Four Basic Steps To Jump Start Your Financial Future

Published 12/12/07 (Modified 3/8/11)
By MoneyBlueBook

I had dinner with a good friend of mine not too long ago and the subject of jobs, aging parents, and financial planning came up. My friend knew that I had this personal finance blog and decided to share with me some personal information to get my advice. After listening to him talk about his income and how he stashed all of his accumulated money in his checking account, I realized that he had no clue about the basics of financial planning and the need to put his money and investments to work for him.

I ended up explaining in great detail to him about the power of compound interest and why it was so important that he immediately jump start his financial future today and not delay any longer. To give my newbie friend the spark he needed to start his way towards fiscal growth and responsibility, I provided the following basic tips:

1) Pay Off High Interest Credit Card Debt As Soon As Possible - Fortunately for my friend, although he used credit cards regularly, he had no outstanding balance that he was paying high interest or fees on. His FICO credit score was also thankfully a pristine 750. For a great number of people though, credit card debt is a serious problem since credit cards almost always have higher interest rates (10-30% APR) than any other type of debt.

In my opinion, credit card balances must be tackled before anything else, including worrying about retirement concerns. One can't possibly plan for the future if he or she is struggling to keep above the financial waters, especially when the unpaid balance continues to accrue interest. If you are unable to immediately pay everything off, you have a few options. If your FICO credit score remains undamaged, I would suggest temporarily shifting the credit card balance to a 0% balance transfer card, but keep in mind that you absolutely must pay off the minimum balance on time every month or you will get hammered severely with an interest and penalty spike.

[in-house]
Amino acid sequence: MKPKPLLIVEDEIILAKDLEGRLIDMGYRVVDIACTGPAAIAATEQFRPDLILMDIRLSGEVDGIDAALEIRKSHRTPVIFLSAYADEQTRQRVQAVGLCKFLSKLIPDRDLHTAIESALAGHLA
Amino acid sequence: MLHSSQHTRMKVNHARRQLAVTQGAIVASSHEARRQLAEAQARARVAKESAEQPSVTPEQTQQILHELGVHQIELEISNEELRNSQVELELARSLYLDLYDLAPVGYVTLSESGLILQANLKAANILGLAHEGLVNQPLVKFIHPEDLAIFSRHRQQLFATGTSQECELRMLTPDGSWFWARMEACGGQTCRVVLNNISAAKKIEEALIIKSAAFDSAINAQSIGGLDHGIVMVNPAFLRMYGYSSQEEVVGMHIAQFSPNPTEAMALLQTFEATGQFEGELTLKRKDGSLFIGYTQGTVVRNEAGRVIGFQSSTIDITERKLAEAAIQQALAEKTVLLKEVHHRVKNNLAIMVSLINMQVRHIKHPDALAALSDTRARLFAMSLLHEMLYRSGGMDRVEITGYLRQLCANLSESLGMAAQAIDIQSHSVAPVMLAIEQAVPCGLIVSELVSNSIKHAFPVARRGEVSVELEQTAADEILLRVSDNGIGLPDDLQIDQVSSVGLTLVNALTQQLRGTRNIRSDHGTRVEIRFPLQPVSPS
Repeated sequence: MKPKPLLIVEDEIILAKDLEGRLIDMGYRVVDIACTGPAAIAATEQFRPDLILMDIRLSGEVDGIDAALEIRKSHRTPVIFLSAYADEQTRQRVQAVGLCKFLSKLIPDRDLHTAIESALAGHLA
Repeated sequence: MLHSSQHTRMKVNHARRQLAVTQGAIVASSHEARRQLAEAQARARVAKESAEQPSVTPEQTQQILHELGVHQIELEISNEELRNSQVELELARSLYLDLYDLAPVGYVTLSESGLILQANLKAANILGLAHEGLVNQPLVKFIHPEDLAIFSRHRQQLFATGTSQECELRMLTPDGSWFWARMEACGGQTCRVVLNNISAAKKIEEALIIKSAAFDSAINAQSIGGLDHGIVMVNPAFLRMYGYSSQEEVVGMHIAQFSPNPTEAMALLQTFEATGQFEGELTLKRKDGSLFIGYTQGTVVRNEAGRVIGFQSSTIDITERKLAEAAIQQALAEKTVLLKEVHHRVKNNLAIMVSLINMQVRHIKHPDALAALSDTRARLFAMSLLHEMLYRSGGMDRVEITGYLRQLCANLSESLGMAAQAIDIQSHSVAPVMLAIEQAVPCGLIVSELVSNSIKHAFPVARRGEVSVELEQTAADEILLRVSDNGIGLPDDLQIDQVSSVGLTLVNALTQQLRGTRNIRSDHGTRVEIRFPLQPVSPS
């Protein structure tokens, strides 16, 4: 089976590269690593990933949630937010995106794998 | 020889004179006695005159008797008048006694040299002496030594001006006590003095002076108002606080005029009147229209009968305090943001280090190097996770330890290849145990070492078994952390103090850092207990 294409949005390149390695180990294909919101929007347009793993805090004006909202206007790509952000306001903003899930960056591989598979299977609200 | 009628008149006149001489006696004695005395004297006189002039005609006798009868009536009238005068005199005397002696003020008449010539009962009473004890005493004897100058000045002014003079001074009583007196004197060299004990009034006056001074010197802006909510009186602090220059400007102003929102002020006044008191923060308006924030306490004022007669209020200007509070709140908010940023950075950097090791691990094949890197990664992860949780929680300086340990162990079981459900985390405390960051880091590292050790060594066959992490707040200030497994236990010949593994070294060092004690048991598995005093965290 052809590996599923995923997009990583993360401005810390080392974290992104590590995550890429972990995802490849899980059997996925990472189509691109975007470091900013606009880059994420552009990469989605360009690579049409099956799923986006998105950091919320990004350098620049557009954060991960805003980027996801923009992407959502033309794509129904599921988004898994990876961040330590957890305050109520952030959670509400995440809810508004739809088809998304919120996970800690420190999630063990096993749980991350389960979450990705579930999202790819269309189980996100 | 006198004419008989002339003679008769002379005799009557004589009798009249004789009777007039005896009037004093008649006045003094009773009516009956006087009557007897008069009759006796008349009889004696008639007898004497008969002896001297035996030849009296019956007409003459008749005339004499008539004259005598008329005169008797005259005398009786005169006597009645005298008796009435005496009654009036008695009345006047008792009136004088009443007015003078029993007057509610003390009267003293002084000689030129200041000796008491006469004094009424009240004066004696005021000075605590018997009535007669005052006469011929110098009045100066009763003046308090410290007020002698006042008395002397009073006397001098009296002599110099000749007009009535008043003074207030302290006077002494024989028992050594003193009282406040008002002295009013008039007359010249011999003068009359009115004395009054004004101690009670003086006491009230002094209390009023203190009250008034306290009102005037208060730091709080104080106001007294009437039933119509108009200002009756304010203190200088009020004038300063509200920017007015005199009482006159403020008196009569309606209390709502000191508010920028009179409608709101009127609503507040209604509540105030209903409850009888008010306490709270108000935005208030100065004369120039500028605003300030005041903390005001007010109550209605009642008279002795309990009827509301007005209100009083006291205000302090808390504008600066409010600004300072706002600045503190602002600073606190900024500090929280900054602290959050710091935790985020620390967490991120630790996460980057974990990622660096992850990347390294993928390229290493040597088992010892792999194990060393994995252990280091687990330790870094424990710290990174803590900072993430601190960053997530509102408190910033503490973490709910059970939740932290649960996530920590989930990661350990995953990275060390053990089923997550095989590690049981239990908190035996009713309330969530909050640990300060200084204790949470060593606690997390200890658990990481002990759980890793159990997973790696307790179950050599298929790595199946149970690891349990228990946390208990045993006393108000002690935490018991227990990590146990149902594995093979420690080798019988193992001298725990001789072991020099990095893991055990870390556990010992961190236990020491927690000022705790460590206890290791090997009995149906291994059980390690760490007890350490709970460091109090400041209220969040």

If you cannot qualify for the zero percent balance transfer option, and are seriously unable to pay it off on your own, try to see if you borrow from your parents (presumably interest free) if that is a reasonable option. Just remember to be a good child and pay them back as soon as possible. Try to cut back on other personal expenses and find ways to chip into the principle balance. Desperate times require desperate measures but bottom line is, pay off that credit debt as soon as possible without delay!

2) Open a High Interest Savings or Money Market Account - The majority of the basic checking accounts that are available out there provide little to no interest earning opportunities. I highly recommend that you open a high interest rate savings or money market account with your local bank. Although current interest rates are dropping due to recent Fed rate cuts, 4% or 5% APY accounts may still be available. Learn to access your bank accounts online so you can shuffle needed money back and forth between your high interest savings account and your active checking account when you need it.

3) Open a Roth Investment Retirement Account (Roth IRA) - Once your credit card debt if any is resolved, invest for your future immediately. Open a Roth IRA to take advantage of tax deferred investment growth. Your deposits can be invested in stocks, bonds, and mutual funds and grow tax-free until you retire. You can open a Roth retirement account with any major brokerage, including Fidelity, Vanguard, TD Ameritrade, Etrade, or Charles Schwab.